Australia Illegal Logging Prohibition Act

Australia’s illegal logging laws, like similar legislation in the European Union and the United States, has been designed to support the trade of legal timber into the Australian market. The laws consist of the Illegal Logging Prohibition Act 2012 (the Act) and the Illegal Logging Prohibition Regulation 2012 (the Regulation).

The Act

The Act commenced on 28 November 2012 and establishes Australia’s illegal logging framework. The Act makes it a criminal offense to intentionally, knowingly or recklessly import wood, pulp and paper products into Australia or process Australian raw logs that have been illegally logged. It also outlines that businesses must undertake ‘due diligence’ on certain regulated processes.

The Regulation – due diligence

The Regulation commenced on 30 November 2014 and describes the due diligence process that businesses must undertake. Due diligence requires importers of regulated timber products and Australian processors of raw logs to minimize the risk that the wood or wood-fiber has been illegally logged.

The list of regulated timber products can be found here (pdf).

The due diligence process requires businesses to:

  1. Have a documented system that explains how the requirements will be met;

  2. Gather information about the products being imported and their supply chain;

  3. Assess the risk the wood or wood-fiber in these products has been illegally logged by:

    • Timber Legality Framework where the imported product is certified under Forest Stewardship Council (FSC) or Programme for the Endorsement of Forest Certification (PEFC) standards; or
    • a Country Specific Guideline (CSG) where one is available, or
    • a risk assessment against certain regulated risk factors;
  4. Mitigate any associated risks (where they aren’t already low); and

  5. Keep a written record of the process undertaken.

Each time an importer brings a product into Australia, they are also required to make a declaration about whether they have complied with the due diligence requirements.

For more information about these steps, see the guidance for importers and processors.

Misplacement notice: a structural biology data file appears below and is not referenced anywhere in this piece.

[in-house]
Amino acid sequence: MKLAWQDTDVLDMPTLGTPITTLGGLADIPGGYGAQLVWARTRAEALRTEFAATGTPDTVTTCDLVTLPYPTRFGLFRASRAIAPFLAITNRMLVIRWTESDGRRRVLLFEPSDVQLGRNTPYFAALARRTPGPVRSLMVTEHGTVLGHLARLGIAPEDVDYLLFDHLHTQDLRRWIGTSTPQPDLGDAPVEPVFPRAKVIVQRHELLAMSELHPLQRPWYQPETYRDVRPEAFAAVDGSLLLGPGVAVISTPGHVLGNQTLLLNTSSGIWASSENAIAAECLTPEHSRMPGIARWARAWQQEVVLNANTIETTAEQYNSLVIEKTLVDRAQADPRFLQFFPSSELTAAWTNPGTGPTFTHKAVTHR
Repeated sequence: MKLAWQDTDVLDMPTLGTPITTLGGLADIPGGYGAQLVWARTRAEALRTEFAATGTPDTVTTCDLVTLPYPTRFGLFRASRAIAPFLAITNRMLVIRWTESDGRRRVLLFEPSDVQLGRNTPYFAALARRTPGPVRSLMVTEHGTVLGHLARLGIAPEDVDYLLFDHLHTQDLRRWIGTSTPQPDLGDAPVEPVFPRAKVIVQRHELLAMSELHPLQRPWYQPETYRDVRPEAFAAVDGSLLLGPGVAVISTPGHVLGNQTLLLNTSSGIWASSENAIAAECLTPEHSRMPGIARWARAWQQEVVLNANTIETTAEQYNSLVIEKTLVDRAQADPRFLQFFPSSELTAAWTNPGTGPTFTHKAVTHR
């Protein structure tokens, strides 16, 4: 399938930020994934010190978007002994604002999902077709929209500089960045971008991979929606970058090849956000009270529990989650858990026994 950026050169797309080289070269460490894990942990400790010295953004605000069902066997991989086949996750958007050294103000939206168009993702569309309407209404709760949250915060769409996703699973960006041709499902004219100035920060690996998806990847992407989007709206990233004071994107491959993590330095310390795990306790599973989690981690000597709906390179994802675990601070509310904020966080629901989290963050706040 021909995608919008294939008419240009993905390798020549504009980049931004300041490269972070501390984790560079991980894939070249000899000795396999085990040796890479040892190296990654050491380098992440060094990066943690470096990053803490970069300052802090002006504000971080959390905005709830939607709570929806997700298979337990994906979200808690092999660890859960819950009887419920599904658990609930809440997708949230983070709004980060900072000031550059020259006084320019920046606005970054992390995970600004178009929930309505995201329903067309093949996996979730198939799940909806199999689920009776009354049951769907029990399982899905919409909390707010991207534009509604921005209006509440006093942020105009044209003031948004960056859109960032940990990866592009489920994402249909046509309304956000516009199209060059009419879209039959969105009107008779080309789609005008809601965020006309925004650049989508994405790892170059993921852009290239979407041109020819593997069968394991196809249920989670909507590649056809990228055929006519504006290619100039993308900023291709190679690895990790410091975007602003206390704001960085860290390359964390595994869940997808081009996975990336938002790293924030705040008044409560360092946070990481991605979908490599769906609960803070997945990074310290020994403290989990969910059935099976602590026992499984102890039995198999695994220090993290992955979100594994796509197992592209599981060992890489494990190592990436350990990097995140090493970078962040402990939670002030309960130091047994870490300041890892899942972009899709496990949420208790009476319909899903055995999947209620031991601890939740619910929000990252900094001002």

Offences relating to intentionally, knowingly or recklessly dealing with illegally logged timber attract penalties of up to five years imprisonment and/or up to 500 penalty units (AUD$90,000 for an individual, and AUD$450,000 for a corporation or body corporate).

Implementation of the Act began with a "soft start" compliance period, during which the Department did not issue due diligence non-compliance penalties. The “soft start” compliance period ended on December 31, 2017. As of January 1, 2018, businesses and individuals who fail to comply with due diligence requirements may be subject to penalties. 

Further information about the Australian Government’s compliance process is available at: Illegal Logging Compliance.

Further information

Industry generated guidance materials

The Timber Development Association (TDA) and the Australian Timber Importers Federation (ATIF), with funding from the Australian Government, have developed a guidance package and Legality Compliance Toolkit​. These provide a way of satisfying the new due diligence requirements.

Other factsheets

The Australian government has also developed factsheets for exporters to Australia, customs brokers, importers, and processors. Factsheets are also available in Chinese, Indonesian, Japanese, Korean, Spanish, Thai, and Vietnamese.

Country Specific Guidelines

Country Specific Guidelines (CSGs) have been developed between the Australian Government and some of their key trading partners to help importers to better understand the timber harvesting laws in place in a particular country and to simplify their due diligence arrangements. CSGs allow businesses to quickly identify the documents they can expect to obtain for timber harvested in those countries.

Country Specific Guidelines are currently available for Canada, Finland, Indonesia, Italy, Malaysia, New Zealand, Solomon Islands.

Illegal Logging E-Update

For the most up-to-date information on the Act and Regulation, visit the Australian Department of Agriculture and Water Resources’ (DAFF) website. You can also subscribe to their mailing list to receive by email the latest information on the laws, as well as new guidance materials and upcoming events.


(This page was last updated June 2018)